“Are sure that’s what you want?” Familiar asked. “If you’re sure that’s what you want I will go and never come back.”
“No wait,” she touched his sleeve. “I don’t want you to leave forever, I just want to go back to the way things used to be.”
“Ok,” Familiar answered, looking much happier.
She had meant what she had said. She did want to go back to the way things were but it wasn’t long before she was back in the meadow with Familiar. It wasn’t long before she began to enjoy the fruit that he would bring her. Soon she was wandering down to the orchard to get the fruit with Familiar and then one day she found herself face to face with the dragon.
The dragon had grabbed her then and brought her back to his lair. It was dank and dark there. A pit of despair surrounded the cave of the dragon. Beautiful, broken women sat in the pit of despair weeping and the water from their tears was taken by Familiar and other men to water the flowers in the meadow. Their broken hearts were planted in the orchard and it was from their hearts that the fruit trees grew.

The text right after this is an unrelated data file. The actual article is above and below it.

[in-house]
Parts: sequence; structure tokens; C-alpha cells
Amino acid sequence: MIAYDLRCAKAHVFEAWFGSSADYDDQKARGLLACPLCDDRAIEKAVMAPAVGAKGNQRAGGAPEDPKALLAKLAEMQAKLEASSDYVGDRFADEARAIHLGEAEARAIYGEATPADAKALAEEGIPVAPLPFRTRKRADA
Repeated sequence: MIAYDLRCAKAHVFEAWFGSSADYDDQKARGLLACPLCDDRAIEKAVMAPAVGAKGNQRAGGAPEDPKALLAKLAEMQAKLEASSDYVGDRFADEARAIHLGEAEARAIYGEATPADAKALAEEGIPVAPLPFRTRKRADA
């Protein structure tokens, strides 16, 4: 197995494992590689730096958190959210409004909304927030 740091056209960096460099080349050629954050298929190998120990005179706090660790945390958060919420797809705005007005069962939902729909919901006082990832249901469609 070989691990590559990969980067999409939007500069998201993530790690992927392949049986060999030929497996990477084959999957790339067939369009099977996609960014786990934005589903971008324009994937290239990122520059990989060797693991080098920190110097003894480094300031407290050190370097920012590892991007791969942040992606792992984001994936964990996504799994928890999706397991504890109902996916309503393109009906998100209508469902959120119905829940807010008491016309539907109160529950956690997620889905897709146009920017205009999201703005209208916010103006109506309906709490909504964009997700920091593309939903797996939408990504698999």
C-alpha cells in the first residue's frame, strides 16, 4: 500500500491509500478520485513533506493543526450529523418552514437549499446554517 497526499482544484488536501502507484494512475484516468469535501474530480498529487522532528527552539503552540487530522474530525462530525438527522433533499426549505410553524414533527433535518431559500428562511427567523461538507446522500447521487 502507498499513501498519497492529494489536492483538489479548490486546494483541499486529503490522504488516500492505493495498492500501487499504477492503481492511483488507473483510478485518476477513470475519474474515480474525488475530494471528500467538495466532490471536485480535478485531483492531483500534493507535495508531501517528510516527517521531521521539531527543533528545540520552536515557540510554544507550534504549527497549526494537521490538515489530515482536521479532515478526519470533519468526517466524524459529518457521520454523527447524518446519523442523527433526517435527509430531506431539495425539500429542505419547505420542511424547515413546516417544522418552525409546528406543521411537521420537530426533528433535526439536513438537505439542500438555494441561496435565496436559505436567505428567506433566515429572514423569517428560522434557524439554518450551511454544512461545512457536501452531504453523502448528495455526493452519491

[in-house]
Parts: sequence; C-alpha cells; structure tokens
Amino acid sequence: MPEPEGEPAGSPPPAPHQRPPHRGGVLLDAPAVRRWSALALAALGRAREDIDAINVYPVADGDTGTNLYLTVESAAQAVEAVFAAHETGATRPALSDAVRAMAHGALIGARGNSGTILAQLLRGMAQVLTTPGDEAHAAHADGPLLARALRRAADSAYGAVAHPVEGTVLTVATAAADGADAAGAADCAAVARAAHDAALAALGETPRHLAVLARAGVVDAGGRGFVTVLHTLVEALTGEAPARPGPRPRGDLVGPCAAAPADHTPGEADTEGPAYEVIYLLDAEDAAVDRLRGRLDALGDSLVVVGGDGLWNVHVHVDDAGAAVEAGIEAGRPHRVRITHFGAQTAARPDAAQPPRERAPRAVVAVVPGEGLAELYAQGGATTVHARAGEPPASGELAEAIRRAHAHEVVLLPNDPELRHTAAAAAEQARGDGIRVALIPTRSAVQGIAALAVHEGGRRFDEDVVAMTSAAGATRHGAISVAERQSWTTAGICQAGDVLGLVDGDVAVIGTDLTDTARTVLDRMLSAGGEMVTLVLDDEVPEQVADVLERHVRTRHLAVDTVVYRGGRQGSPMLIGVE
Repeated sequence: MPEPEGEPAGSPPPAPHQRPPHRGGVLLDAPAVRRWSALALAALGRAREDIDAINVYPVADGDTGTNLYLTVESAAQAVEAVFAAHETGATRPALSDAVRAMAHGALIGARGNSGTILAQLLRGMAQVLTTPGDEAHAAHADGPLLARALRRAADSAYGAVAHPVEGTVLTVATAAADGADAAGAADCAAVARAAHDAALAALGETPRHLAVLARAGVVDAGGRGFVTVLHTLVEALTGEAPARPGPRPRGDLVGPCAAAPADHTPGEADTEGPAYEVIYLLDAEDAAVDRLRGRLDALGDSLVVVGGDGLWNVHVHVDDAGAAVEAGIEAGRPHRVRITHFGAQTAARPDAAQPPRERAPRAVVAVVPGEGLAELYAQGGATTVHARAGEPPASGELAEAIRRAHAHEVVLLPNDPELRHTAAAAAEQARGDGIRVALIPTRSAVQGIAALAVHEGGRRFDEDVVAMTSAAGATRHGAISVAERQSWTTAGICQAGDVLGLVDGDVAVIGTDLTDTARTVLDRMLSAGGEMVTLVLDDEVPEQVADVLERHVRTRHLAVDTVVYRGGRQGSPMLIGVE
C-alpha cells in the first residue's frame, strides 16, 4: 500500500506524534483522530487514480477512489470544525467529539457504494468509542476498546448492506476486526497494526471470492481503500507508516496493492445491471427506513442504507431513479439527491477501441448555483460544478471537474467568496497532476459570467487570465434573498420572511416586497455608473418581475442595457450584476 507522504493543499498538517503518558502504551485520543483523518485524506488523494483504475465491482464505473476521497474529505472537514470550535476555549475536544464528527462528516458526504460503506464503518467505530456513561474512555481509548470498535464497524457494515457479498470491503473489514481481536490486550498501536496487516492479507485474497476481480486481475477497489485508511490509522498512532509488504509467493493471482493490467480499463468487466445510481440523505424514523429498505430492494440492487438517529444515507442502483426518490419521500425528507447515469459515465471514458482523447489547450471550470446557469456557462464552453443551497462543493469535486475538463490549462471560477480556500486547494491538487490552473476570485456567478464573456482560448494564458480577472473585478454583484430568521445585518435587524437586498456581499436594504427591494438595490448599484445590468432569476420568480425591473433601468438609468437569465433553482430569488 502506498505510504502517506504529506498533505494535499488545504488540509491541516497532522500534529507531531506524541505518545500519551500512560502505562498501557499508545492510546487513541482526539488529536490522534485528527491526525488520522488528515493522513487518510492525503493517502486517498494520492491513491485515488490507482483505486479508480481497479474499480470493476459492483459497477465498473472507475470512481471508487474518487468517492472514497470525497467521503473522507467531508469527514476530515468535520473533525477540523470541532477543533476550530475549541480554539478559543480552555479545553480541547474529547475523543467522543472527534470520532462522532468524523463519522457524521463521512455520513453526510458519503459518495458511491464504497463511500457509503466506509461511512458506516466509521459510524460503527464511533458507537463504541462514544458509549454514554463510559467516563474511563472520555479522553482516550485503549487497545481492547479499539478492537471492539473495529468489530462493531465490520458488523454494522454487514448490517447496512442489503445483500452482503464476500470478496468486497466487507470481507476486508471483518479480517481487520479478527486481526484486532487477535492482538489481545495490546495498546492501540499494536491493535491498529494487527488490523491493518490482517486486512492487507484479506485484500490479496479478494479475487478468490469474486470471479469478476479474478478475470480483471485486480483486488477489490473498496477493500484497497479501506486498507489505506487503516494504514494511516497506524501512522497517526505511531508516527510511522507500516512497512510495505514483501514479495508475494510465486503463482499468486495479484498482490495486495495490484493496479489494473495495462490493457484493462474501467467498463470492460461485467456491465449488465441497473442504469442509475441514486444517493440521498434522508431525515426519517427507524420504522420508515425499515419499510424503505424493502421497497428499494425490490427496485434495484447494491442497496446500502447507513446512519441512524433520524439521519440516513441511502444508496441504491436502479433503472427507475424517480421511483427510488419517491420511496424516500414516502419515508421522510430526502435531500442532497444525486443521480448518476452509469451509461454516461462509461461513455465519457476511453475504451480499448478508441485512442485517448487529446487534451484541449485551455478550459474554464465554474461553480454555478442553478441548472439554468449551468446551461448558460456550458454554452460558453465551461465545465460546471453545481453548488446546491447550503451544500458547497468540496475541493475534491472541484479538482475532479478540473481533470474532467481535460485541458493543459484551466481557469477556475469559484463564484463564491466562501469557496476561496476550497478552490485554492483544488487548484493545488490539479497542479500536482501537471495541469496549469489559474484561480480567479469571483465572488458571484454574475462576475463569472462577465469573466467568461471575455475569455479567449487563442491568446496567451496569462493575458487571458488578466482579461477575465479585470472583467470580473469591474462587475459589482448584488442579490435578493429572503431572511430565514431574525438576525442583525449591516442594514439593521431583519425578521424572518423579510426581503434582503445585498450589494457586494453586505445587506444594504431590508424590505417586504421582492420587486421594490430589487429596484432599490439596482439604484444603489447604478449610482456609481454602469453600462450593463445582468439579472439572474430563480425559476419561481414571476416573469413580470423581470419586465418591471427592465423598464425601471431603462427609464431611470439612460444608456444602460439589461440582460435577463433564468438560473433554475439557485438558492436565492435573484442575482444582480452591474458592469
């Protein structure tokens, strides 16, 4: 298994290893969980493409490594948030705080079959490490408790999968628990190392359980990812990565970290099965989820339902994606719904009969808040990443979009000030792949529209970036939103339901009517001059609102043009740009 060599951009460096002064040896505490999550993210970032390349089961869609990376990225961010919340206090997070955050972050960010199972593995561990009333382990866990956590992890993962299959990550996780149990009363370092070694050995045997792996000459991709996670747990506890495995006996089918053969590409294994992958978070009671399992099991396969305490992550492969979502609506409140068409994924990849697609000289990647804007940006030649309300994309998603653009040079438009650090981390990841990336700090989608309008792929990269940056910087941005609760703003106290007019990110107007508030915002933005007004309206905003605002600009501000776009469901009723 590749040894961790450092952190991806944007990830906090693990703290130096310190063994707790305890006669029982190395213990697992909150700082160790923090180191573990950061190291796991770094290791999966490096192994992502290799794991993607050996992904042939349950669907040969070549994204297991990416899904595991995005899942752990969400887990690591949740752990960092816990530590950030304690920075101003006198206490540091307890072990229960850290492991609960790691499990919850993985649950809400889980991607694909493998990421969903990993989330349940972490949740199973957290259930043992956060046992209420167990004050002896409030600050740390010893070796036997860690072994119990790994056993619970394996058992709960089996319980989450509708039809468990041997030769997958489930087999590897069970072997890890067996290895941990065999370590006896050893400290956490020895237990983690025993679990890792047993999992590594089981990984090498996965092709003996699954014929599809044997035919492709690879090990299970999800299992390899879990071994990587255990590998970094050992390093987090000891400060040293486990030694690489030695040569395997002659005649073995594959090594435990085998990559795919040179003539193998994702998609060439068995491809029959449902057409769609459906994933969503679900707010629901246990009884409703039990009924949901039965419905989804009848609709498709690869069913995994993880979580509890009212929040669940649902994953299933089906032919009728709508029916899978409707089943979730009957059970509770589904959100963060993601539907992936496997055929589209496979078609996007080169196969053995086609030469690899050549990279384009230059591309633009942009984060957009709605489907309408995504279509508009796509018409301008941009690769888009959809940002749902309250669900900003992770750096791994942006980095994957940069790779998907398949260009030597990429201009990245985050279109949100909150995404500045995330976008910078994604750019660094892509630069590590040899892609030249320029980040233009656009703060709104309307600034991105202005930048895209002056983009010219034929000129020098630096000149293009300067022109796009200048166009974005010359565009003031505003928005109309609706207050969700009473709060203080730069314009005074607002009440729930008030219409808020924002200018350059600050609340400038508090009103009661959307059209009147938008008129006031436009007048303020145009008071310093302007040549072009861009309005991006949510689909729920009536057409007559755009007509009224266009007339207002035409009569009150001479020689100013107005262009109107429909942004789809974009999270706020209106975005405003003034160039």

She could not bear it, she could not live here. Everyday when the dragon was asleep she would try to find a way of escape. She looked high and low but she could feel herself sinking further and further into the pit of despair. She would not remain here, she would not. Every night the dragon would leave the lair and he would return in the morning. During the night she would climb up to where he slept and look for a way of escape.
One night she had stayed too long. The first shafts of light from the sunrise could be seen in the sky and she heard the dragon returning. She tried to make herself small in the bedding where he lay. He landed and quickly fell asleep.